Don‘t worry, I‘ve used a variety of USB cables with ADI-2, all generic and nothing fancy, without any problem.
Even some 15 m active ones worked well.
ADI-2‘s not picky, only it should be USB 2.
If you want to check, repeatedly run ADI-2 Bit Test (manual page 67).
It‘s very simple, it’s just playing certain files downloadable from RME.
From the DAC manual page 67:
31.14 Bit Test
A bit test is used to check the playback path for unwanted changes in the playback data. Playback software can cut bits, add dither, or change the level - without these changes becoming noticed easily. A poorly programmed driver can manipulate bits, and a playback hardware could be both badly designed and defective (hanging bits, swapped bits). Even such features as proper channel assignment, left/right synchronicity and polarity can be tested by a well-made bit test.
With a bit test, such errors can be detected and - more importantly - excluded.
How does it work?
Most bit tests take some time and are loud and unpleasant when playing through headphones or speakers. RME uses a unique bit pattern, with defined levels and pauses. This consists of only 400 samples (<10 ms), and sounds like a dull, medium-loud click - harmless for ears and equipment. The short, but efficient test sequence allows to check for the following changes and errors:
Level changes, equalization, dynamic processing, polarity, channel swapping, sample offset, hanging or twisted bits, dither, bit reduction.
The signal reaches the ADI-2 DAC via USB, AES or SPDIF/ADAT. The unit has three continuously running check circuits. If the test signal is detected correctly, the device's display shows a message: Bit Test 16 bits, 24 bits or 32 bits passed, depending on the detected signal. If the transmission path is not bit-transparent or bit-accurate, the signal only minimally changed, the message is not shown, the bit test failed. There is no error notice.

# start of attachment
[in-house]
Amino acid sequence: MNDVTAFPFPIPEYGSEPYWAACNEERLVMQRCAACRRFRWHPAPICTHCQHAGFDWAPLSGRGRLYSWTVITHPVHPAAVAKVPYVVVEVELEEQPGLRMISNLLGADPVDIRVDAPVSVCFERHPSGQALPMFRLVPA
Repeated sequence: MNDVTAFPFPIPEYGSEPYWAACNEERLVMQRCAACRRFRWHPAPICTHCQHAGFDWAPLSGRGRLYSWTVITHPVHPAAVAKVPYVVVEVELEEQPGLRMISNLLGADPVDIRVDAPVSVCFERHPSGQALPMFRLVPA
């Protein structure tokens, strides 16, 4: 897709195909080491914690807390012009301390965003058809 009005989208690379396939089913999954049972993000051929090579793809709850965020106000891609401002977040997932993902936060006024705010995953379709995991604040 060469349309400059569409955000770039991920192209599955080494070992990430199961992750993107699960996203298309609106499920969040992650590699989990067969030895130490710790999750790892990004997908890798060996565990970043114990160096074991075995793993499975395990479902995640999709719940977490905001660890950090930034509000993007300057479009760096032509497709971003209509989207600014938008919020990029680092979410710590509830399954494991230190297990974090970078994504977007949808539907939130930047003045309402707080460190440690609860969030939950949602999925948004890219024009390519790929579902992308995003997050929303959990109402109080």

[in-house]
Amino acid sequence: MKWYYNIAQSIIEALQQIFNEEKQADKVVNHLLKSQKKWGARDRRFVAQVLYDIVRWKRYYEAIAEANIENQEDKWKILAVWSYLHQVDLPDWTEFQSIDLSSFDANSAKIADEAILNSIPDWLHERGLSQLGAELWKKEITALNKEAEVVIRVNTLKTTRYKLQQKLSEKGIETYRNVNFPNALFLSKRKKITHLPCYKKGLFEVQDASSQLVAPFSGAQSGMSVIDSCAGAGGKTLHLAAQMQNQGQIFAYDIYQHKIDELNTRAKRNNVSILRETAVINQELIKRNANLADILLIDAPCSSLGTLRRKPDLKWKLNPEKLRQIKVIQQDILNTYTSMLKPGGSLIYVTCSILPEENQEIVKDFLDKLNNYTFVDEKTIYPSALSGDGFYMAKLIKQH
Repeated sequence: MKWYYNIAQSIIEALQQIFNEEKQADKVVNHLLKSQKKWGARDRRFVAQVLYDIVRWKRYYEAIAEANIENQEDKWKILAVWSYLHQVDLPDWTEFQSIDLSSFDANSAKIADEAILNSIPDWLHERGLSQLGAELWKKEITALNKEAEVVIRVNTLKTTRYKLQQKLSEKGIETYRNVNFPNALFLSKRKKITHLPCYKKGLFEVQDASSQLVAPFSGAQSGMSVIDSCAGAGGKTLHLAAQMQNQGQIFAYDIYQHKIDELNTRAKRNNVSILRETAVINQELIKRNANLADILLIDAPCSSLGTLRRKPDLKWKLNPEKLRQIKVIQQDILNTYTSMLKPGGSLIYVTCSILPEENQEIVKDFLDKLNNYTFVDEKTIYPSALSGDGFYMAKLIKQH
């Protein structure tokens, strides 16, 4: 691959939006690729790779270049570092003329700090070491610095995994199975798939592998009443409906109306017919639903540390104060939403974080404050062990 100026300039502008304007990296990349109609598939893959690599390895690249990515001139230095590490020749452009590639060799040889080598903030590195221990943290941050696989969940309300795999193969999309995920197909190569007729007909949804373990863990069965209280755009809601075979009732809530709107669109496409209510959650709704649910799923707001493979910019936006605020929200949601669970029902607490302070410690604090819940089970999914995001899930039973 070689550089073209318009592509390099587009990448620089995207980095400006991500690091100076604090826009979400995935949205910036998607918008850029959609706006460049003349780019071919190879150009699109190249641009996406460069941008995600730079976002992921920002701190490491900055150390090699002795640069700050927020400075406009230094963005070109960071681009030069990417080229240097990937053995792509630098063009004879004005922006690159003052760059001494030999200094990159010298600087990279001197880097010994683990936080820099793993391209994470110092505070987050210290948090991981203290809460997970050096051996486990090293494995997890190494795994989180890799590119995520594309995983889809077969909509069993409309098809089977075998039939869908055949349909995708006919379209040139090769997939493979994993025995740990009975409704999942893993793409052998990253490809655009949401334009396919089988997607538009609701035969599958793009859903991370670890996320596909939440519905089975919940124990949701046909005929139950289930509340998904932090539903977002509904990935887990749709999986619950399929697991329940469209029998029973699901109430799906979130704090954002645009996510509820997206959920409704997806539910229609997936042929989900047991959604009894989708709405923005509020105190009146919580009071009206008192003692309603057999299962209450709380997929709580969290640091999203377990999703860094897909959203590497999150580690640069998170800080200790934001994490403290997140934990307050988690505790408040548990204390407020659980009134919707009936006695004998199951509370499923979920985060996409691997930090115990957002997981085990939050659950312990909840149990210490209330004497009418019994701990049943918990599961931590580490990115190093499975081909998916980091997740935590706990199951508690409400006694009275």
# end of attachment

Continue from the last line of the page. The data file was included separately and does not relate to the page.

RME provides several audio files as free download: 44.1, 96 and 192 kHz in 16 bit, 24 bit and 32 bit. These files in WAV format can be played easily on Windows, Mac OS X and Linux. For ease of use (looping, players with fade in/out), the files contain the bit pattern several times. Runtime is about 4 seconds.
The Zip archive contains:
441_16_adi2pro_bittest.wav 441_24_adi2pro_bittest.wav 441_32_adi2pro_bittest.wav
192_16_adi2pro_bittest.wav 192_24_adi2pro_bittest.wav 192_32_adi2pro_bittest.wav
Theoretically, the use of the 32 bit file is sufficient. If the lower bits on the transmission path are simply truncated, the corresponding message appears with the respectively recognized bit resolution, i.e. 24 or 16 bits.
iOS, AES, SPDIF and ADAT are limited to 24 bit.
Some players in Mac OS X offer a Direct Mode, using 32 bit integer in non-mixable format.
The 32 bit test might still fail. HQPlayer 3.20 and up is known to pass.
SPDIF/ADAT (AES) are checked behind clocking. Therefore the unit needs to be synchronized correctly to the digital input signal.